Bill Douglas needed money. He always needed money. And now, reeling from a very expensive divorce, and with a new wife, he needed even more money. Douglas had come from a modest upbringing, the son of an itinerant preacher who had ended up in the Pacific northwest. He worked his way through a local college—after getting the first year free on a scholarship—and then crossed the country to New York, where he worked his way through law school. Douglas advanced very quickly in the legal profession, but his expenses regularly outstripped his income. He borrowed. He did one-off writing jobs. But he could never seem to get ahead of his expenditures.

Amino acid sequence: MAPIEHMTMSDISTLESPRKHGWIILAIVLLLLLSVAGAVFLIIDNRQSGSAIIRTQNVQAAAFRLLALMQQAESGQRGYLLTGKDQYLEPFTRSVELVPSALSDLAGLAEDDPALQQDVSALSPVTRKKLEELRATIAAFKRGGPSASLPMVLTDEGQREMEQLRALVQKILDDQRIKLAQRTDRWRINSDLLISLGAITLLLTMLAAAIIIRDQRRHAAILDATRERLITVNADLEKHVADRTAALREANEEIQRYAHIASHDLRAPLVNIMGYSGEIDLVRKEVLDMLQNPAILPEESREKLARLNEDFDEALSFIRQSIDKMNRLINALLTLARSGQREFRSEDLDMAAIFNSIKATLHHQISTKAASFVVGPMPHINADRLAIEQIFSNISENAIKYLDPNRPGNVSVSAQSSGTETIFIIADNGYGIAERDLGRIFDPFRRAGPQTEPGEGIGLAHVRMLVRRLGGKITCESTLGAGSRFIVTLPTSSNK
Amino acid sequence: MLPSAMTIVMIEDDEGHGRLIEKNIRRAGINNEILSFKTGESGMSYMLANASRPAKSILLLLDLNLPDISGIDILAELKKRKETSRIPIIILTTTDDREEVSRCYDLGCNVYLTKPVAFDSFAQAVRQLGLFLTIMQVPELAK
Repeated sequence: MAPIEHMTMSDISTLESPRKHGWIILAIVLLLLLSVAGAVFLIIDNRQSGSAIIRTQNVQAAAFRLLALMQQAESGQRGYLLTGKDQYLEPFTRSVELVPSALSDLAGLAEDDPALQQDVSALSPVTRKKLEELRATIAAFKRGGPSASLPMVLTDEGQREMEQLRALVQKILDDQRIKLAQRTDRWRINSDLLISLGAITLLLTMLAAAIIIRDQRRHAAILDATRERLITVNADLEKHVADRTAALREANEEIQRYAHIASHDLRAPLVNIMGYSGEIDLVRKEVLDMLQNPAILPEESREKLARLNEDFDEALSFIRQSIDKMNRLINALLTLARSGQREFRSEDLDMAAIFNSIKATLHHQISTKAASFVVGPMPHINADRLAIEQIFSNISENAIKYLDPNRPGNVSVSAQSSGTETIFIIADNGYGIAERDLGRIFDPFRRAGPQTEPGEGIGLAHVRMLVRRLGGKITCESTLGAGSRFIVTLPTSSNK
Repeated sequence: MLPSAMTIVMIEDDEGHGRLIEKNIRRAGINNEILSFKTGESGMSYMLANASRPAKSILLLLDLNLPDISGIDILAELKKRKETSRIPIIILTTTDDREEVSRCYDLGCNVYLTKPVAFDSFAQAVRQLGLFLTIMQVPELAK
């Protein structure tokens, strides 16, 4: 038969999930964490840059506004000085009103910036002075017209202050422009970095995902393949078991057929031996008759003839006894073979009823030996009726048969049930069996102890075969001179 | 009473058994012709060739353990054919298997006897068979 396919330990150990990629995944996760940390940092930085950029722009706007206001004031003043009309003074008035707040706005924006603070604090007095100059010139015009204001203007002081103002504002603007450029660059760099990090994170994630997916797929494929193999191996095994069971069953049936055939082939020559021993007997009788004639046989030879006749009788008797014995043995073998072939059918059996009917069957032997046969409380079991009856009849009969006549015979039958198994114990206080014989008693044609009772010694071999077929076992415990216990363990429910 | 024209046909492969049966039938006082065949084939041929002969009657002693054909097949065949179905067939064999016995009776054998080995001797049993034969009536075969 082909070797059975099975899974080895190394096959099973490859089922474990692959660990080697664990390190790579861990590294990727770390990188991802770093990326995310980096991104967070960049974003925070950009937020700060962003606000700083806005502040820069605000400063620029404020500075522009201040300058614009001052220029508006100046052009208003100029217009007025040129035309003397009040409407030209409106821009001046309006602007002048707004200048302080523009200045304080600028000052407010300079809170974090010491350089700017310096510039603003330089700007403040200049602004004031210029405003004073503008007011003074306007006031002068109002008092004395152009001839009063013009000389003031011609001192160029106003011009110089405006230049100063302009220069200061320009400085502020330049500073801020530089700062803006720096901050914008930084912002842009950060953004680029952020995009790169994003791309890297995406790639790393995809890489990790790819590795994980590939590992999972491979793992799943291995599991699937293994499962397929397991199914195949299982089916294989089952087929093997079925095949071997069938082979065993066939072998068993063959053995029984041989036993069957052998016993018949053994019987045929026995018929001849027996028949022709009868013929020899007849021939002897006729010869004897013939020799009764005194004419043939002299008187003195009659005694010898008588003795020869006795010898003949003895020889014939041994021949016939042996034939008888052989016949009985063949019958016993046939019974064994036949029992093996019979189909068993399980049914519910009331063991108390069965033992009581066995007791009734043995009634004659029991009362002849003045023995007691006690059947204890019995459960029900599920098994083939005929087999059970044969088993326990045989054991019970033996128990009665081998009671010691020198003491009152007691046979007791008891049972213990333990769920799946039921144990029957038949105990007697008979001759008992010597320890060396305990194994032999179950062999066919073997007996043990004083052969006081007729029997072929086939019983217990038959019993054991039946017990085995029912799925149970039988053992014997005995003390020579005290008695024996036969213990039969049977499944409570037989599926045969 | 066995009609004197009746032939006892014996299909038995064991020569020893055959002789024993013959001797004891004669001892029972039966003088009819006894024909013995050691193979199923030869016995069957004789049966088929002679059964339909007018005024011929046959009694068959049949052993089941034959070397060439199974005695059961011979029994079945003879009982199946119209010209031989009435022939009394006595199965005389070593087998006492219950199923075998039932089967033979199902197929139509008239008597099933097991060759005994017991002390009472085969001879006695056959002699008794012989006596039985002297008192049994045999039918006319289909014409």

Then an answer presented itself. As an attorney, thereafter as a government official, and finally as a judge, Douglas found that he was particularly good at simplifying and explaining technical issues and putting them in vivid laymen’s terms. That is, he wrote fast and he wrote well for popular audiences. His first significant commercial writing venture was a loosely autobiographical account—with an emphasis on the loose—of his early years in Yakima, Washington and his outdoor experiences in the nearby mountains. Of Men and Mountains became a modest bestseller and led the judge to embark on a series of travel books. Douglas would make trips each summer, when court was not in session, using the advances from publishers or magazines to staunch—only temporarily—the flow of red ink that always seemed to follow him. Strange Lands and Friendly People came out a year after his mountain man book and covered a trip to the Middle East, India, and Greece. It was followed by Beyond the High Himalayas and North from Malaya.